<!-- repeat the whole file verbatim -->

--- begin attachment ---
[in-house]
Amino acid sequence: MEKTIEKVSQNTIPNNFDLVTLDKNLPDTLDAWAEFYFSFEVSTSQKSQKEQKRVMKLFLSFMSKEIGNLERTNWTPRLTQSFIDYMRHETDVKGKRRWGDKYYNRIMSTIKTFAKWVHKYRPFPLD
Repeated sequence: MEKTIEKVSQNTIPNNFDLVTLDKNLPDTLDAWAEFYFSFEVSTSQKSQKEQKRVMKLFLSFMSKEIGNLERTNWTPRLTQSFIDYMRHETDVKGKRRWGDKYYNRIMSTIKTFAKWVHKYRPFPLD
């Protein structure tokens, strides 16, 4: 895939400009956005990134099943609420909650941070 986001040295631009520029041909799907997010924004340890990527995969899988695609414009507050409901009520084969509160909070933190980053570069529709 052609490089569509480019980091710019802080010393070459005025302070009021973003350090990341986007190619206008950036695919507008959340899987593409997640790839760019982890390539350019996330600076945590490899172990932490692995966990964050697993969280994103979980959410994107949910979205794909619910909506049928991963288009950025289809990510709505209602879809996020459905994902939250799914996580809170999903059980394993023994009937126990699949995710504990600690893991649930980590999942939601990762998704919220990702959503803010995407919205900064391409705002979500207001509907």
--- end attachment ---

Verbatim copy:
[in-house]
Amino acid sequence: MEKTIEKVSQNTIPNNFDLVTLDKNLPDTLDAWAEFYFSFEVSTSQKSQKEQKRVMKLFLSFMSKEIGNLERTNWTPRLTQSFIDYMRHETDVKGKRRWGDKYYNRIMSTIKTFAKWVHKYRPFPLD
Repeated sequence: MEKTIEKVSQNTIPNNFDLVTLDKNLPDTLDAWAEFYFSFEVSTSQKSQKEQKRVMKLFLSFMSKEIGNLERTNWTPRLTQSFIDYMRHETDVKGKRRWGDKYYNRIMSTIKTFAKWVHKYRPFPLD
């Protein structure tokens, strides 16, 4: 895939400009956005990134099943609420909650941070 986001040295631009520029041909799907997010924004340890990527995969899988695609414009507050409901009520084969509160909070933190980053570069529709 052609490089569509480019980091710019802080010393070459005025302070009021973003350090990341986007190619206008950036695919507008959340899987593409997640790839760019982890390539350019996330600076945590490899172990932490692995966990964050697993969280994103979980959410994107949910979205794909619910909506049928991963288009950025289809990510709505209602879809996020459905994902939250799914996580809170999903059980394993023994009937126990699949995710504990600690893991649930980590999942939601990762998704919220990702959503803010995407919205900064391409705002979500207001509907």